You’ve built a react, app checked it in the source, control and published it to production, not only that you’ve used natla fire in its continuous delivery platform for actually deploying your site. So anytime, you check in any code to your github repo it’ll automatically be deployed. So, let’s do some other things: let’s modify the net with ICMS to use github as the backend so start by changing this to name equals github and the repo to be are we deployed yeah speak now? Okay, now we can save that and commit it and github as a back-end, because without this anytime we save or make any changes.

The files won’t be saved if you restart the app. So we don’t want that so push this to production, get push origin master. Now, if you go back to net lo-fi that will kick off another build, you can see down here, it’s building another one, and so once that’s done, we will be able to login with github to modify the back-end files. Okay, so the site is live now we can refresh and if we’re to go to admin.

Sometimes you do need a slash on the end, but it appears to add it so bad indentation doesn’t like our gamal. So, let’s see what’s the problem: oh we got a back tick there. So we’re going to fix that get course the animals, the problem. So we fix that now we can refresh and you’ll see it prompts us to log in with github. So there’s no off provider configured for github, so we have to do some work there.

If we go back to our instructions, you’ll notice, the first thing to do is to go to your site settings and navigate to access control and down to OAuth. So back up to our site and site settings and access control and install provider, so we’re going to use github for this, but first we have to go ahead and add it on github. So if we go to github developer settings, you can see that’s at setting. Slash apps, Oh author haps, we can add a new one, we’ll call this SB blog and you’ll grab your home page URL from nullify.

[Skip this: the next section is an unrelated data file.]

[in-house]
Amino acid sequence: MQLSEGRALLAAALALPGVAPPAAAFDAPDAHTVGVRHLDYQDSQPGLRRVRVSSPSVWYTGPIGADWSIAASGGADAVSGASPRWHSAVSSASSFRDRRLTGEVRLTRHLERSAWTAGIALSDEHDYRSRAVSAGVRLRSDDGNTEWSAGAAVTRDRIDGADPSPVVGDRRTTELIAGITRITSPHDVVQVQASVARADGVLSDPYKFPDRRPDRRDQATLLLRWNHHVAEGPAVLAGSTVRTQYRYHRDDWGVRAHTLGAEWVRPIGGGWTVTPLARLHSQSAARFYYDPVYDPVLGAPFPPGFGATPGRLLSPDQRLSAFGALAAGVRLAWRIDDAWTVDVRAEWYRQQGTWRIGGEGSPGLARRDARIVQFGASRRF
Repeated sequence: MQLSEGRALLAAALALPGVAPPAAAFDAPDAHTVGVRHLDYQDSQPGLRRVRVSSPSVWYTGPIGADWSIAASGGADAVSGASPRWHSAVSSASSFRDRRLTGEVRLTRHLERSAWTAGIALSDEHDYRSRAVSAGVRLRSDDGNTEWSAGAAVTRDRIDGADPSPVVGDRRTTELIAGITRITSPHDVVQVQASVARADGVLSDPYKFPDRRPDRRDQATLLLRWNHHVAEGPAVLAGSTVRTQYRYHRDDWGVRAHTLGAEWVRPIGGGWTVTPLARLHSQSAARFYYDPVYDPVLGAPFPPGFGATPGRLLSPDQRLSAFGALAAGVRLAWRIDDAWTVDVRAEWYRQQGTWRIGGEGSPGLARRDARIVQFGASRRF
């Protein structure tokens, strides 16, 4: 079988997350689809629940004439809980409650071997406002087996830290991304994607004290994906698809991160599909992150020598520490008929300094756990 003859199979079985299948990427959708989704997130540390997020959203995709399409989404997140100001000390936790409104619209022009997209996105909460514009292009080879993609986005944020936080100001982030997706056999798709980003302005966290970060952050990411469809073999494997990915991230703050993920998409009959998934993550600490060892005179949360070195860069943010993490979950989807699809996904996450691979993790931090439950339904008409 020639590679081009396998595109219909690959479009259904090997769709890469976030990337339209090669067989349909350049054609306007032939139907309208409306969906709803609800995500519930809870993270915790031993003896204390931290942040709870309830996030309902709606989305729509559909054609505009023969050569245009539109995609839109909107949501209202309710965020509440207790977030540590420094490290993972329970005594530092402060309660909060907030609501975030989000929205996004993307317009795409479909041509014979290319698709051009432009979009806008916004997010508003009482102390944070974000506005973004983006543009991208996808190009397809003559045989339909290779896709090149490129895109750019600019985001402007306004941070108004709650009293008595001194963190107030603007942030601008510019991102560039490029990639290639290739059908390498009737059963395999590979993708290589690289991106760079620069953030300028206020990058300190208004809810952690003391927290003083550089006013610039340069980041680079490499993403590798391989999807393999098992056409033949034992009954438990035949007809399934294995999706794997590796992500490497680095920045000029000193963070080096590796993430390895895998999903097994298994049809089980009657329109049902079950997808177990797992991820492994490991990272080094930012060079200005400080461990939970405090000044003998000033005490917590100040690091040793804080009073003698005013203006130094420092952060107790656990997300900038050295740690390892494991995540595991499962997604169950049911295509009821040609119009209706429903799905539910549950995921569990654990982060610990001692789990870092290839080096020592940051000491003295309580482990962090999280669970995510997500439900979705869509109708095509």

So this guy right here. Yes, then the callback URL is all done from API. Now, if I calm and we can register our application and then we’ll get the client ID and client secret from that, so client ID secret and then we’ll install that as an authentication provider. Now, if we go back to our content manager and try again this time, it’ll prompt us to authorize as our user, and so this makes a lot of sense to me because this blog is stored in github.

So why not store our blog post in github? So we can start with creating a new blog post, we’ll give it a path of something like first post and we’ll say hello, world and it’ll. Do it and markdown and fabulous there. We are and then emoji just to spice things up a bit all right. Then we could publish that and if we go back to our blog collection, we’ll see it’s there, not only that, but if we go back to our project and do git pull origin, master it’ll actually pull that file and you can see it was created in the Blog directory, so now the next thing we want to do is add the ability to render those blog posts on the UI of the Gaspee application.